Smile and Wave blog : This is what I used for all my measurements.

Here's a rough idea of how this all went down:

1. Gather supplies.

* 6 - eight foot 1" x 2" x 8' pine "poles" from the hardware store
* 1 - 9x12 canvas drop cloth
* Around 3 yards cream colored ribbon
* 12 inches of 1/4" elastic
* small role of rope or strong leather
* 1 yard extra fabric for door flaps

2. Assemble poles. You can make your teepee shorter, but we stuck with the 8' height of our poles. We measured 12" down from the top and Ben drilled a 1/4" hole in each pole. Stack the poles on top of one another and thread your rope straight through (a piece of tape around the end of the rope helps keep it from fraying as you work it through). At this point, we stood up the poles and tied the rope loosely where we thought we'd want them to stand.

3. Congratulate yourselves on being "half way done." Enjoy the small victory, because you're really not even close to half way done.

4. Create five fabric panels. {The sixth panel will be the door, which I made larger than the other sides.} After draping up the drop cloth and playing around with it, I decided to follow all of the measurements given at the Smile and Wave blog tutorial: 4" at the top, 38" at the bottom, and 80" tall. I thought it seemed huge, but thank goodness I stuck with the suggested dimensions, because they gave me plenty of wiggle room to correct my mistakes. I used Max's sidewalk chalk, a yardstick, and a patient hubby to help double check my measurements and hold everything in place while I drew out my panels (they look like a triangle with a flat top, for lack of a better description). Then I cut them out and, before going to bed, congratulated myself once again on being half way done. This time I was much closer, but still not half way.

5. Stitch panels together, along with inner ribbon ties, leaving the ends open for the door panel, which went on last. I won't pretend to have any advice on sewing, other than trying to avoid losing your sewing machine manual and wasting precious time watching out-of-focus youtube videos about how to thread your needle. I loved the suggestion from Makes Me Smile blog to fold over about 12" of ribbon and tuck it into your seams before sewing. (These ribbons tie around your poles to keep things in place). You end up with little tabs in the front, but Ben and I thought they looked cool. Plus I saved tons of time because I didn't have to stitch them on by hand at the end. This is the only photo I snapped in the midst of sewing, but you can kind of see the tab sticking out between the panels.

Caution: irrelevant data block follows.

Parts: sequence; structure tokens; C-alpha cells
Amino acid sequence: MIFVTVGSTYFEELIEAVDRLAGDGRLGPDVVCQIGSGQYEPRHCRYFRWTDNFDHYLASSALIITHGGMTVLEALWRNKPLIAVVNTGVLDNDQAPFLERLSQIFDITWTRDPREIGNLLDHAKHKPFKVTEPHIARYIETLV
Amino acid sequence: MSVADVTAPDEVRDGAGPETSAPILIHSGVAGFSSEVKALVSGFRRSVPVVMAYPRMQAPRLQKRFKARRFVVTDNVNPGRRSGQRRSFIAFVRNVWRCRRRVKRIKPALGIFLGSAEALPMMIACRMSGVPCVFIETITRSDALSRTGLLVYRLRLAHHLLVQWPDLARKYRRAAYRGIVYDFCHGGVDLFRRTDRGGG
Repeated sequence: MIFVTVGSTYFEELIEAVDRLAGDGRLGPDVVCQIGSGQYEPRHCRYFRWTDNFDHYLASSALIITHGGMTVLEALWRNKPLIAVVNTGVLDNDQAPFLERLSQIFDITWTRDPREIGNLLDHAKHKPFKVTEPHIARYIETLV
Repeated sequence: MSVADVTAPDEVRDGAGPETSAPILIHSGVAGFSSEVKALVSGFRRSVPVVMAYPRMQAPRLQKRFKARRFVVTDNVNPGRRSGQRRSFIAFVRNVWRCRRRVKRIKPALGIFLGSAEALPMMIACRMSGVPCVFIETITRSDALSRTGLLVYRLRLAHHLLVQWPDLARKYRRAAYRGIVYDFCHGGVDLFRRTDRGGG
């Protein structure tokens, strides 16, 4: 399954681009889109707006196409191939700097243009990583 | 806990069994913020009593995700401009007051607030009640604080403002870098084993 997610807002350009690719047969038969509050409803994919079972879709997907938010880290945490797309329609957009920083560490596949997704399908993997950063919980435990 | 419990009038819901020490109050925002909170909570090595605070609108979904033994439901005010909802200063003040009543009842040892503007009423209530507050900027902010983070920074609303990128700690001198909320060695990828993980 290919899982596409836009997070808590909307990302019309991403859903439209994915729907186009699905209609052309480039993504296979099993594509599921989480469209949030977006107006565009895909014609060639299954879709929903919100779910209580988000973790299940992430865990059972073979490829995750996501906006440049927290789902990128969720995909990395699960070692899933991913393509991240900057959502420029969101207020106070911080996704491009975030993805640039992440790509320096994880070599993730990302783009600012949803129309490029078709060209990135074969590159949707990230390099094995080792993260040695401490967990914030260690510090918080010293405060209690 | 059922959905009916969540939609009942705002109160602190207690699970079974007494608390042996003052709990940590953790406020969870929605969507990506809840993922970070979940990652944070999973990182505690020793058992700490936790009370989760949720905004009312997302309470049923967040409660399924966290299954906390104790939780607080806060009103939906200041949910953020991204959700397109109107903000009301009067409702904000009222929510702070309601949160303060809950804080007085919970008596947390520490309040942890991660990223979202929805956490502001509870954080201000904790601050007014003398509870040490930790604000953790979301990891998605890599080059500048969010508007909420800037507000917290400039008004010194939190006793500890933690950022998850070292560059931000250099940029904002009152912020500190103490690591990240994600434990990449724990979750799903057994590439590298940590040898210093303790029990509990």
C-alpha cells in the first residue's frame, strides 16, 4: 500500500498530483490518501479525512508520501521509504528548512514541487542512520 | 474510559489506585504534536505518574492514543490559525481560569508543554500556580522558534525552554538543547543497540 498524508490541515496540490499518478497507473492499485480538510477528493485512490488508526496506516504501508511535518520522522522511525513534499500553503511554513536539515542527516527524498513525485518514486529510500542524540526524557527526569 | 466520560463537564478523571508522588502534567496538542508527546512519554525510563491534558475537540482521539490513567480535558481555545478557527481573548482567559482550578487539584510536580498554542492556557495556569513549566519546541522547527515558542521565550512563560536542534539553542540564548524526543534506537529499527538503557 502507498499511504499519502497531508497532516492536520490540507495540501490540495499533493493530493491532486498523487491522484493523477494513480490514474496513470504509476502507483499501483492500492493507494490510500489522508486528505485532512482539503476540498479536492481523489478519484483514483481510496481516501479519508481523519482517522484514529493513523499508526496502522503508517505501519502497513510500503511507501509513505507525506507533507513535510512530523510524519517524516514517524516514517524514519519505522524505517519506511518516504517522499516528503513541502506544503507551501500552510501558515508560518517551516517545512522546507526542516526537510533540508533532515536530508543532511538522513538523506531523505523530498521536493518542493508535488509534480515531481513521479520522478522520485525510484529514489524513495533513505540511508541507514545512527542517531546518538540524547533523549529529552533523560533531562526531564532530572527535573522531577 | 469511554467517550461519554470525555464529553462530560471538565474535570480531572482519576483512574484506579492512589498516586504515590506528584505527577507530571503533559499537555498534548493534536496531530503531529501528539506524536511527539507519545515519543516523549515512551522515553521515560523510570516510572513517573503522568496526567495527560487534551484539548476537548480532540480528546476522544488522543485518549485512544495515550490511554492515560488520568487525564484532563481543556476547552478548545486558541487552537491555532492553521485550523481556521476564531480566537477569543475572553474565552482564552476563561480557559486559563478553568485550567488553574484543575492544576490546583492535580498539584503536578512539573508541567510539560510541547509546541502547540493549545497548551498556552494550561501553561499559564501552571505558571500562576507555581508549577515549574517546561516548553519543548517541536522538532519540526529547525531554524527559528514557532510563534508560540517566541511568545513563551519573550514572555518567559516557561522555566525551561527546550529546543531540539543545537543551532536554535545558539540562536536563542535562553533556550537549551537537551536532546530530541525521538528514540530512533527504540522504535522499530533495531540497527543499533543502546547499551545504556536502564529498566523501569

6. Create the door panel. This is where I went renegade and thought I could toss my tutorials to the wind. Oops. I measured and cut a canvas triangle for the upper portion of the door and sewed that on. Then I cut my owl-print fabric in half, hemmed the inside edges, and pinned them onto our set-up teepee to make sure I got the flaps where I wanted them. I eventually got things reasonably lined up and sewn into place, but I'm pretty sure there's a simpler method in either of the tutorials above. (Like maybe sew the entire front panel together FIRST, then attach it to the teepee).

7. Elasticize. Fold the top edges over about 1/2" or more, and stitch all the way around. Attach elastic (I think we used less than 6 inches after testing it out on the poles) to a safety pin and work it through, sewing at the beginning and end to secure.

8. Hem the bottom.

7. Set up, embellish, and snuggle in with your favorite people! We added these twinkly LED lights from Amazon. I love that they are cool to the touch, so completely safe for stringing against fabric. I also snagged this 2'x3' faux sheepskin rug from Home Decorators Collection, and threw in some pillows that had been sitting in storage.

Total Cost: $87 (way less than buying a pre-made one, AND this price included our fun accessories)

Poles & Drop Cloth from Hardware Store: around $36
Ribbon, elastic & Extra Fabric (from fabric.com): around $12
Rope: $7 from Amazon
Twinkly Lights: $13 (price has since gone up on Amazon)
Rug: $19

This project took some legwork, but it was seriously so much fun. And how cool is it to give your kiddo something you made with your own two hands? It's a great feeling! Max seems to love it. He wants to nap in it, sleep in it at night, and has brought many of his favorite books and toys in there to live. At his birthday dinner last night, much of our evening was spent rotating family members in and out of the tent to snuggle and/or read with him :)